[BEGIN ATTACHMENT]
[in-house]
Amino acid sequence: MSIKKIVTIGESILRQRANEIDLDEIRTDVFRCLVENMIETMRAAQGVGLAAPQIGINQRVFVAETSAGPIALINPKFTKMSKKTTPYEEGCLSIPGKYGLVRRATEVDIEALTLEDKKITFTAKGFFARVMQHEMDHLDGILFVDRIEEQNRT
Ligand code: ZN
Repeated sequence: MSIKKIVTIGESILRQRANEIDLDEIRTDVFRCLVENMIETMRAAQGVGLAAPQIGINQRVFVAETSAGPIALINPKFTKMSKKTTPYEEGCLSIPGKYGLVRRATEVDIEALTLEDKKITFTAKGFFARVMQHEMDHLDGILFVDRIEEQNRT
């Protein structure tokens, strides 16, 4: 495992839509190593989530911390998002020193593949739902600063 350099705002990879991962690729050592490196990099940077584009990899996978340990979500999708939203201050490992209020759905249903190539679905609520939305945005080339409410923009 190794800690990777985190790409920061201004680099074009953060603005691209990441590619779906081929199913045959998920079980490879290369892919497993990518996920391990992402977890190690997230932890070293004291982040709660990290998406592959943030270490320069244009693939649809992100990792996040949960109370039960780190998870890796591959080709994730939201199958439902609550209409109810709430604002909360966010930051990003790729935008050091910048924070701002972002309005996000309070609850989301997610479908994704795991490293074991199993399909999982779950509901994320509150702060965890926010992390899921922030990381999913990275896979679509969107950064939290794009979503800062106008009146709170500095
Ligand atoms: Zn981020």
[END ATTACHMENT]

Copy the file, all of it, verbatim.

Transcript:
[in-house]
Amino acid sequence: MSIKKIVTIGESILRQRANEIDLDEIRTDVFRCLVENMIETMRAAQGVGLAAPQIGINQRVFVAETSAGPIALINPKFTKMSKKTTPYEEGCLSIPGKYGLVRRATEVDIEALTLEDKKITFTAKGFFARVMQHEMDHLDGILFVDRIEEQNRT
Ligand code: ZN
Repeated sequence: MSIKKIVTIGESILRQRANEIDLDEIRTDVFRCLVENMIETMRAAQGVGLAAPQIGINQRVFVAETSAGPIALINPKFTKMSKKTTPYEEGCLSIPGKYGLVRRATEVDIEALTLEDKKITFTAKGFFARVMQHEMDHLDGILFVDRIEEQNRT
């Protein structure tokens, strides 16, 4: 495992839509190593989530911390998002020193593949739902600063 350099705002990879991962690729050592490196990099940077584009990899996978340990979500999708939203201050490992209020759905249903190539679905609520939305945005080339409410923009 190794800690990777985190790409920061201004680099074009953060603005691209990441590619779906081929199913045959998920079980490879290369892919497993990518996920391990992402977890190690997230932890070293004291982040709660990290998406592959943030270490320069244009693939649809992100990792996040949960109370039960780190998870890796591959080709994730939201199958439902609550209409109810709430604002909360966010930051990003790729935008050091910048924070701002972002309005996000309070609850989301997610479908994704795991490293074991199993399909999982779950509901994320509150702060965890926010992390899921922030990381999913990275896979679509969107950064939290794009979503800062106008009146709170500095
Ligand atoms: Zn981020």